Scary Goldings featuring John Scofield

Scary Goldings with special guest John Scofield delivered hot solos trading with band founder Larry Goldings on Hammond Organ (photo credit The New School Press)

Led by founding band member and organist Larry Goldings, the fusion-based and funky ’70s sound was retroactively reignited, featuring a guest appearance by jazz guitar virtuoso John Scofield. There was little pause before each take, as the band, including an electric keyboardist, bassist, and drummer, followed Goldings and Scofield, both of whom remained clearly front and center on all takes. Showcasing Goldings’ totally mesmerizing command of the Hammond organ and Scofield’s eccentric runs up and down the fretboard with complicated chordal interpretations, Scary Goldings kept it funky with Smell the Funk and Dirty Socks. Scofield was given a tight fusion number later to deliver a red-hot soaring guitar lead. Cornish Hen offered a changeup, featuring Scofield with a whining, string-bending, guitar-picking country style.

Back in his twenties, Scofield (now 71) played with Miles Davis during his fusion period, and Davis nicknamed him Professor Vicarious, and the Scary Goldings band played a finale namesake funky tribute composition to Scofield. Scofield obliged with one final intense, ascending solo lead.

The Moodswing Reunion: Redman, Mehldau, McBride, and Blade

A reunion that brought together deep talent and exceptional musicianship on each instrument, saxophonist Joshua Redman, pianist Brad Mehldau, bassist Christian McBride, and drummer Brian Blade were back with purpose, after originally forming over 30 years ago. Led by frontman, saxophonist extraordinaire Joshua Redman, the stunning mastery, deep-seated groove, and exuberance were evident from the start. Every solo was superb, and the interplay was even better as Redman led the band through selections from their Grammywinning A Mood Swing Reunion, Round Again, and Long Gone.

Also, this was a remarkable tribute to McBride’s versatility and stamina, managing to perform in two different lineups during the 3-day festival and serve as Artistic Director, host, and emcee for many performances, and all roles in between. As George Wein would have said, McBride did not miss a beat.

Herbie Hancock jazzed the crowd for closing set- The Chamelon in his 80’s (photo credit WRTI)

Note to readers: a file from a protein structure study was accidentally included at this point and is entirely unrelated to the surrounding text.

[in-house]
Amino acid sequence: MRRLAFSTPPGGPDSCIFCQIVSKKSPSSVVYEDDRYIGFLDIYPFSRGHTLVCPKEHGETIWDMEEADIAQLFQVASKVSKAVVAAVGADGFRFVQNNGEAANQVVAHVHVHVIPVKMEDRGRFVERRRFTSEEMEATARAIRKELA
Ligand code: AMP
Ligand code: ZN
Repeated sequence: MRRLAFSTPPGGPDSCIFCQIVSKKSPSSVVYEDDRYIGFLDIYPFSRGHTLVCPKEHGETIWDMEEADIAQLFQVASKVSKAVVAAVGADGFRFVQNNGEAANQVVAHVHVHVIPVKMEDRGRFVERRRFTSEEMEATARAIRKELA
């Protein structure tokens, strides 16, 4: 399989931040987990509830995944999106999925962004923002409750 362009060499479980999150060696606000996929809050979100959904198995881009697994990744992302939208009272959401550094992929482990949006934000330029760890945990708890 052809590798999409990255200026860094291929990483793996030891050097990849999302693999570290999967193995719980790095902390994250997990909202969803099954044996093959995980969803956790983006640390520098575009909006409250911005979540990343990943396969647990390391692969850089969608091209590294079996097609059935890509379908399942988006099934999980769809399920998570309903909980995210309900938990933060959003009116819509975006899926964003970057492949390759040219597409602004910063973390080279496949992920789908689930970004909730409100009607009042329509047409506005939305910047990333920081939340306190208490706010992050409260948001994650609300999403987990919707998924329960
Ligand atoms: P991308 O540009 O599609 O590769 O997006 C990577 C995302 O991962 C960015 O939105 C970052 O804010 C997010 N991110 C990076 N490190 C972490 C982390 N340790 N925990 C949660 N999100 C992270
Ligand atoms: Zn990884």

Herbie Hancock

At 83 years young, Hancock was all smiles, taking the stage with chants of “Herbie, Herbie, Herbie” from the huge gathering main stage crowd for the finale of the Festival. With his current touring lineup, brilliant trumpeter Terence Blanchard, guitarist Lionel Lueke, bassist James Genus, and young drummer Jaylen Petinaud, Hancock wasted no time in launching into a medley of his chameleon of genres. He would later introduce his youngster drummer Petinaud, at 24 years of age, reminding him that he had started playing with Miles Davis when he was 23, playfully chiding “I beat you.” Blanchard, a superb interpreter and veteran trumpeter, and bandleader of E-Collective, (also credited with two opera scores and multiple film soundtracks), took on Hancock’s Rockit with synthesized horn runs. Hancock returned to pay tribute to his lifelong close personal friendship with the late Wayne Shorter with an extended version of Footprints in an arrangement by Blanchard. He closed with a rousing crowd-pleaser, a stepped-up, funkily pulsating Chameleon, passed around to other musicians while shouldering his KeyTar while his nimble fingers easily ran across the electronic keyboard.

The Newport Jazz Festival is a special place every year, with the backdrop of Newport Harbor, the historic Fort Adams State Park area, and most importantly, the laid-back, friendly vibe, asking everyone to participate in openness, kindness, and meeting strangers to share in a love of jazz itself.

See you next year, Newport.

Another big jazz fan – my wife (photo by Doug Hall)